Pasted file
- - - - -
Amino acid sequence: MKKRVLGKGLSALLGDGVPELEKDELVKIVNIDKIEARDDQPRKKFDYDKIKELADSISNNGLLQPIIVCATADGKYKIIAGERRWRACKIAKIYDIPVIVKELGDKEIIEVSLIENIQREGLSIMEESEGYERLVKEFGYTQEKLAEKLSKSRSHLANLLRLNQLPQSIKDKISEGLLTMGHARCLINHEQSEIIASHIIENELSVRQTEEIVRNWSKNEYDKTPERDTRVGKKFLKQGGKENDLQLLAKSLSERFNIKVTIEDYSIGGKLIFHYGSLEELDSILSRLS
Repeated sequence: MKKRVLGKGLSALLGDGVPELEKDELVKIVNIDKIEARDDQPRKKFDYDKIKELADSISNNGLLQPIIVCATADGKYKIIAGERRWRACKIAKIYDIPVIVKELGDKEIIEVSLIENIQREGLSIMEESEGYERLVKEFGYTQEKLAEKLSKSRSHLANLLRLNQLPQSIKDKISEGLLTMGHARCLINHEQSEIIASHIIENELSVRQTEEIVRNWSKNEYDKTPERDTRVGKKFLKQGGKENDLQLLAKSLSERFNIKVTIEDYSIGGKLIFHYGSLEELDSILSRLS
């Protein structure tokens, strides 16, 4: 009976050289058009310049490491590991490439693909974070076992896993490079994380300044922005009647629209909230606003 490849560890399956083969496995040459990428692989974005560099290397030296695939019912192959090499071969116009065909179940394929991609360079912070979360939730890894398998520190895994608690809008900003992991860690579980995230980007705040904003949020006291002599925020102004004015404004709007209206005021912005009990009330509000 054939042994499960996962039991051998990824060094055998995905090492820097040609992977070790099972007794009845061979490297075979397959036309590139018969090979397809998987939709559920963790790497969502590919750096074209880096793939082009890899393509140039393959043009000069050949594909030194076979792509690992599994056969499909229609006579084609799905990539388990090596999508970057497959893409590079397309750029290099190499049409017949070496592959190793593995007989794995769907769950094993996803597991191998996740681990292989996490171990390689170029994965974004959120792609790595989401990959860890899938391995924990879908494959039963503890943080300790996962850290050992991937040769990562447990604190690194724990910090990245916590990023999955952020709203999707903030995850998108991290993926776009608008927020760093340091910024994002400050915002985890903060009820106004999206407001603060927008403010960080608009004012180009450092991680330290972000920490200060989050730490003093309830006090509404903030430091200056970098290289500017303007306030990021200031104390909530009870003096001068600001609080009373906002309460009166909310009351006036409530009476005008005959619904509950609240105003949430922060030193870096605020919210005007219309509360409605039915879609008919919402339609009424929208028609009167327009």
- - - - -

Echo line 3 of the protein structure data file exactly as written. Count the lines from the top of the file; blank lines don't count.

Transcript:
């Protein structure tokens, strides 16, 4: 009976050289058009310049490491590991490439693909974070076992896993490079994380300044922005009647629209909230606003 490849560890399956083969496995040459990428692989974005560099290397030296695939019912192959090499071969116009065909179940394929991609360079912070979360939730890894398998520190895994608690809008900003992991860690579980995230980007705040904003949020006291002599925020102004004015404004709007209206005021912005009990009330509000 054939042994499960996962039991051998990824060094055998995905090492820097040609992977070790099972007794009845061979490297075979397959036309590139018969090979397809998987939709559920963790790497969502590919750096074209880096793939082009890899393509140039393959043009000069050949594909030194076979792509690992599994056969499909229609006579084609799905990539388990090596999508970057497959893409590079397309750029290099190499049409017949070496592959190793593995007989794995769907769950094993996803597991191998996740681990292989996490171990390689170029994965974004959120792609790595989401990959860890899938391995924990879908494959039963503890943080300790996962850290050992991937040769990562447990604190690194724990910090990245916590990023999955952020709203999707903030995850998108991290993926776009608008927020760093340091910024994002400050915002985890903060009820106004999206407001603060927008403010960080608009004012180009450092991680330290972000920490200060989050730490003093309830006090509404903030430091200056970098290289500017303007306030990021200031104390909530009870003096001068600001609080009373906002309460009166909310009351006036409530009476005008005959619904509950609240105003949430922060030193870096605020919210005007219309509360409605039915879609008919919402339609009424929208028609009167327009």